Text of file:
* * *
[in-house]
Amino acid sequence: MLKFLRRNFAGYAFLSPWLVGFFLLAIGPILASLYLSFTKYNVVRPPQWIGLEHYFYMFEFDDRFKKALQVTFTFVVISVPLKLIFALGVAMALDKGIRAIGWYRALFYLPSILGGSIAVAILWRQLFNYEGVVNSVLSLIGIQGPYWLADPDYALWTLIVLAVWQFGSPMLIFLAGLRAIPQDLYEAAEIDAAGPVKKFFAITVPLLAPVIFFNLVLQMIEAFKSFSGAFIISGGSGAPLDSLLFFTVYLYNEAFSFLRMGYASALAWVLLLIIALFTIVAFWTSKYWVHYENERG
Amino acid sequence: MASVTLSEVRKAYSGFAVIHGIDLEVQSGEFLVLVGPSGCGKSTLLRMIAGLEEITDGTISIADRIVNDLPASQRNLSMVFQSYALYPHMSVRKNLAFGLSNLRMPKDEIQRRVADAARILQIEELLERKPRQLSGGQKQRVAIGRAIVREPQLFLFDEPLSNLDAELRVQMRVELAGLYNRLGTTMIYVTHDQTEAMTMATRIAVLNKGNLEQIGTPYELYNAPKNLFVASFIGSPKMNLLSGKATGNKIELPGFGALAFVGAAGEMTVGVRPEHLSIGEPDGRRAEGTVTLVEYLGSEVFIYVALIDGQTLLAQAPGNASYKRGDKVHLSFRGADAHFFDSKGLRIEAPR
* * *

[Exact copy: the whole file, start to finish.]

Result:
[in-house]
Amino acid sequence: MLKFLRRNFAGYAFLSPWLVGFFLLAIGPILASLYLSFTKYNVVRPPQWIGLEHYFYMFEFDDRFKKALQVTFTFVVISVPLKLIFALGVAMALDKGIRAIGWYRALFYLPSILGGSIAVAILWRQLFNYEGVVNSVLSLIGIQGPYWLADPDYALWTLIVLAVWQFGSPMLIFLAGLRAIPQDLYEAAEIDAAGPVKKFFAITVPLLAPVIFFNLVLQMIEAFKSFSGAFIISGGSGAPLDSLLFFTVYLYNEAFSFLRMGYASALAWVLLLIIALFTIVAFWTSKYWVHYENERG
Amino acid sequence: MASVTLSEVRKAYSGFAVIHGIDLEVQSGEFLVLVGPSGCGKSTLLRMIAGLEEITDGTISIADRIVNDLPASQRNLSMVFQSYALYPHMSVRKNLAFGLSNLRMPKDEIQRRVADAARILQIEELLERKPRQLSGGQKQRVAIGRAIVREPQLFLFDEPLSNLDAELRVQMRVELAGLYNRLGTTMIYVTHDQTEAMTMATRIAVLNKGNLEQIGTPYELYNAPKNLFVASFIGSPKMNLLSGKATGNKIELPGFGALAFVGAAGEMTVGVRPEHLSIGEPDGRRAEGTVTLVEYLGSEVFIYVALIDGQTLLAQAPGNASYKRGDKVHLSFRGADAHFFDSKGLRIEAPR